N.J. Nonprofits Weigh in on Threat (or Promise) of Open Ticketing

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March 3, 2013; Source: Star-Ledger

Various interests, including some nonprofit arts organizations, are weighing in on proposed legislation regarding the sale of tickets to arts and sports events in New Jersey. The New Jersey Star-Ledger focuses on the part of the legislation that would ban the sale of paperless ticketing, but moving forward, this debate may be largely moot now that Ticketmaster has introduced a system for transferring paperless tickets. Enabling these transfers may essentially pull the legs out from underneath the consumer protection purpose of that method (some artists have supported paperless ticketing because it puts more tickets directly in the hands of fans as opposed to scalpers and ticket brokers, but a transfer system could render that public interest plank of paperless ticketing less effective).

Paperless ticketing aside, however, another aspect of the New Jersey legislation calls for making all tickets to a performance available to the public in the name of greater transparency for consumers. But some nonprofit arts venues have raised concerns about this plan, noting that it would preclude them from offering “early bird” tickets to certain donors or contest winners. In addition, McCarter Center for the Arts Managing Director Timothy Shield tells the Star-Ledger, “We couldn’t block off tickets for group sales. Groups tend to like to sit together.”

In addition, the proposed bill bans the flexible pricing practice in which a venue might increase ticket prices for a performance that proves to be in high demand. Such a measure might help protect concertgoers or game attendees from price gouging, but Shields notes that it would also prevent his theater from upping the cost of a prime seat for one of the final performances of a play that proves to be a hit. As the McCarter Center earned $100,000 from this method last year, Shields couches his argument in light of recent cuts to funding for the arts: “Our state funding has gone down by $300,000. Why pass a law that prevents us from gaining $100,000 of that back?”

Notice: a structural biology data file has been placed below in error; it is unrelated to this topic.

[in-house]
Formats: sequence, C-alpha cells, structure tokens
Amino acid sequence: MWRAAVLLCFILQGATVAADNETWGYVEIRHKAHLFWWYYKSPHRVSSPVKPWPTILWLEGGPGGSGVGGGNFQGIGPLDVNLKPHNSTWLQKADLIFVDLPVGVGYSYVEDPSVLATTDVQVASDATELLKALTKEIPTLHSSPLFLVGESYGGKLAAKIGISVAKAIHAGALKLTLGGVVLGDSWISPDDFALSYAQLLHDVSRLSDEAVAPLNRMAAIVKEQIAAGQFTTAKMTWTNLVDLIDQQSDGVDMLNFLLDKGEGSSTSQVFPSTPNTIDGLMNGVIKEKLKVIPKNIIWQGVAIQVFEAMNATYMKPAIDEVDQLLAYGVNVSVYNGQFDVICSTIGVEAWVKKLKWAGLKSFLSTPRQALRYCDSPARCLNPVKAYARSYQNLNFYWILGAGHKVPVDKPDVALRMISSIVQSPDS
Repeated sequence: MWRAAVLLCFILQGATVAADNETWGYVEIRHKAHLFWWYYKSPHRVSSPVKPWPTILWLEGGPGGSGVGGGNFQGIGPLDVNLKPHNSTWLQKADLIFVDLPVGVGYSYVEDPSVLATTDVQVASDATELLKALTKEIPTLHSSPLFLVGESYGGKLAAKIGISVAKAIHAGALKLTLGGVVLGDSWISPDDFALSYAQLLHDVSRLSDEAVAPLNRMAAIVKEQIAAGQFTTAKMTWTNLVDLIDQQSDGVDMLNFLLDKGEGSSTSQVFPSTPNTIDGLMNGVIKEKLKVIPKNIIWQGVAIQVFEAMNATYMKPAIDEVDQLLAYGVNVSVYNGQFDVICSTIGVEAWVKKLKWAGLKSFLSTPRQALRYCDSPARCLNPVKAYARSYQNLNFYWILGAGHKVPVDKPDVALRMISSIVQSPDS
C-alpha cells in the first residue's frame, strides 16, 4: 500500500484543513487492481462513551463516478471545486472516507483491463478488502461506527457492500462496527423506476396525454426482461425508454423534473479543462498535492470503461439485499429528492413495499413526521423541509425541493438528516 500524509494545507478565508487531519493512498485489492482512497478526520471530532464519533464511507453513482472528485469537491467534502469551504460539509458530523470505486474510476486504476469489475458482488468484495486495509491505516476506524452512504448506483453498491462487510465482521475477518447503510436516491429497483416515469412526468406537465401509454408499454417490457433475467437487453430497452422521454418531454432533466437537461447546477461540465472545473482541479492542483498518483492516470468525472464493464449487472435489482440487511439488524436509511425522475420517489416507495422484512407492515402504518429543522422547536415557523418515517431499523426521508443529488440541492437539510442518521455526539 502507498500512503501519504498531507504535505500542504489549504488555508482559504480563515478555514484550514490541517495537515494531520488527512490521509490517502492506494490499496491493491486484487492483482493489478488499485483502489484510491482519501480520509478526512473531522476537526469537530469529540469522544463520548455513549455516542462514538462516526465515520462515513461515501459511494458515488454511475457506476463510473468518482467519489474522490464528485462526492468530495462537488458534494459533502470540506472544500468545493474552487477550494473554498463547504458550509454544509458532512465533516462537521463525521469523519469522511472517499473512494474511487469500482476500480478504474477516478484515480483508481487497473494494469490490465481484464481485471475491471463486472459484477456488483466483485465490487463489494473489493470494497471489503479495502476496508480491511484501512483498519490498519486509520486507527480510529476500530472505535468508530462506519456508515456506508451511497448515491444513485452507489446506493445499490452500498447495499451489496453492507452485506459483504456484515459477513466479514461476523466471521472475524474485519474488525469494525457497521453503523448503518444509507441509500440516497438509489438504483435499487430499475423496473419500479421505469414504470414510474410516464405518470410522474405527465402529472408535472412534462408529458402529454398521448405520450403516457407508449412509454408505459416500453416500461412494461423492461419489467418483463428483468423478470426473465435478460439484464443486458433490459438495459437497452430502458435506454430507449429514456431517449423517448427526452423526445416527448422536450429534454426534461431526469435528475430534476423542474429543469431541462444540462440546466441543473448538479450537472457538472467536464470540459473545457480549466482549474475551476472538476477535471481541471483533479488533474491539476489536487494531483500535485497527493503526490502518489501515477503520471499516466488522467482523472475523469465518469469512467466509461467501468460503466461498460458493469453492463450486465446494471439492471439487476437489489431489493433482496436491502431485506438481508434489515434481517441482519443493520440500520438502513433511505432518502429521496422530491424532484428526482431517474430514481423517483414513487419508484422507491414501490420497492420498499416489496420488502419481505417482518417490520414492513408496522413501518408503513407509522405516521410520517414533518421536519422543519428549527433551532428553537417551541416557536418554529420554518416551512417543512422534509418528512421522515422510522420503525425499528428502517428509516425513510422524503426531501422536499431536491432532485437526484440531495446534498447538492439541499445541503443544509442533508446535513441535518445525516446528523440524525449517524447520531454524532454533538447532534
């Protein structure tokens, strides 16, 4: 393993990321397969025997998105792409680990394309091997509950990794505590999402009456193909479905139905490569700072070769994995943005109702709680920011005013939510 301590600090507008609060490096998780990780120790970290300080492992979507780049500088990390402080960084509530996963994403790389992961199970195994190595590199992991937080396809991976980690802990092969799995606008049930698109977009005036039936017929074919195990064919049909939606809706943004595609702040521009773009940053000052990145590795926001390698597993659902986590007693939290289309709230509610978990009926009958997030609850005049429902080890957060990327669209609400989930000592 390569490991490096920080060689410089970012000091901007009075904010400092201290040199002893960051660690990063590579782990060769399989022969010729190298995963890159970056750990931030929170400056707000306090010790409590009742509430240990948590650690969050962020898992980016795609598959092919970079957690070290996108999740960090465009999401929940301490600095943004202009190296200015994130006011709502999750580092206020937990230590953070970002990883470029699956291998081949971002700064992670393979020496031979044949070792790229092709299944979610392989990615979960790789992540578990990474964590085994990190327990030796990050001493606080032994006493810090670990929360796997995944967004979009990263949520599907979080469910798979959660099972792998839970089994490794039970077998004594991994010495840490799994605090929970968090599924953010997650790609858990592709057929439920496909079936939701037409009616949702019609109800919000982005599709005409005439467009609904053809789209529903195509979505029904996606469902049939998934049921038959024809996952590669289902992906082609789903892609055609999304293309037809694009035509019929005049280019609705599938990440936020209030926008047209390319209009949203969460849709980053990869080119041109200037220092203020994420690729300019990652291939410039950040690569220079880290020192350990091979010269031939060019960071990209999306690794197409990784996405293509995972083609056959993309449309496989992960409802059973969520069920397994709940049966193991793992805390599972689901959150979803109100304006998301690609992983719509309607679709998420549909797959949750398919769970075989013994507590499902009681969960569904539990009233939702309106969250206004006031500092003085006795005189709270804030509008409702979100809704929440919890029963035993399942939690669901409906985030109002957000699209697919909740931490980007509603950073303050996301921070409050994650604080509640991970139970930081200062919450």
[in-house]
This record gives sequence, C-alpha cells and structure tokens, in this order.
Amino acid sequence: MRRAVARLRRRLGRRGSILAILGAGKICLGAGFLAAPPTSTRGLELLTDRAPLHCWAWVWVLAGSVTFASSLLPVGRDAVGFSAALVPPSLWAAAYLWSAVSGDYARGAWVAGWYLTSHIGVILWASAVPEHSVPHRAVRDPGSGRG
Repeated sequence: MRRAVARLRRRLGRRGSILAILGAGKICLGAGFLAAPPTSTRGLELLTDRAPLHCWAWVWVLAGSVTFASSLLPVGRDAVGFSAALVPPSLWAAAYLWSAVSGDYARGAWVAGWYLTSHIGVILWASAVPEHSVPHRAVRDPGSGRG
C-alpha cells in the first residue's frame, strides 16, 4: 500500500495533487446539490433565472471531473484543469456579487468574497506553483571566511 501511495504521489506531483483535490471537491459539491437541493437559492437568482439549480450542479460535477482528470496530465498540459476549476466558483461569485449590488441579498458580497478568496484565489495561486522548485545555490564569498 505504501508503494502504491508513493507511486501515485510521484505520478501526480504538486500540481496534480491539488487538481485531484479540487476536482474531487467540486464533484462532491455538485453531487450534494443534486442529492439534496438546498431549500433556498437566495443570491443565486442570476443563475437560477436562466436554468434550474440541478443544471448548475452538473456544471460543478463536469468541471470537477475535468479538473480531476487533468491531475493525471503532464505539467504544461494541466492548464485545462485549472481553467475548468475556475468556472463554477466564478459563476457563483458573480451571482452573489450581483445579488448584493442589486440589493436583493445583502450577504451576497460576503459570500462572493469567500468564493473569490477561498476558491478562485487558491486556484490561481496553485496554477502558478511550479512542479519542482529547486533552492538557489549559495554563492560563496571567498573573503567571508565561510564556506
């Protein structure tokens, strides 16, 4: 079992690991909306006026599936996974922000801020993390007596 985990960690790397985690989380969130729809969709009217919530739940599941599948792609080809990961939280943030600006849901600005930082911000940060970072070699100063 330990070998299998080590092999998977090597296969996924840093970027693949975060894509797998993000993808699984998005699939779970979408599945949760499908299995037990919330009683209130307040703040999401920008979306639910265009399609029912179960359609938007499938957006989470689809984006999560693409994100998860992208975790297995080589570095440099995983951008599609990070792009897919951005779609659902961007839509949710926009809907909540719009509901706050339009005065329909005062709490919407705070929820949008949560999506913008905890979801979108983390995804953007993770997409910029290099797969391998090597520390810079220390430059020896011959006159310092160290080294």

This looks to be a pretty clear case of dueling public interests. There is a public interest in bringing greater transparency to the ticketing process of events with a big draw, as consumers often find themselves at the mercy of a supply and demand equation that is heavily weighted in favor of the suppliers. At the same time, there is also a public interest in maintaining the financial viability of struggling nonprofit performance venues that, as Shields points out, rely on some fundraising techniques that are at odds with the proposed legislation. Moving beyond a “one size fits all” legislative solution might help balance these competing public interests, although a tiered approach might also provoke legal challenges. Nonprofit arts advocates, what advice would you give to lawmakers in Trenton? –Mike Keefe-Feldman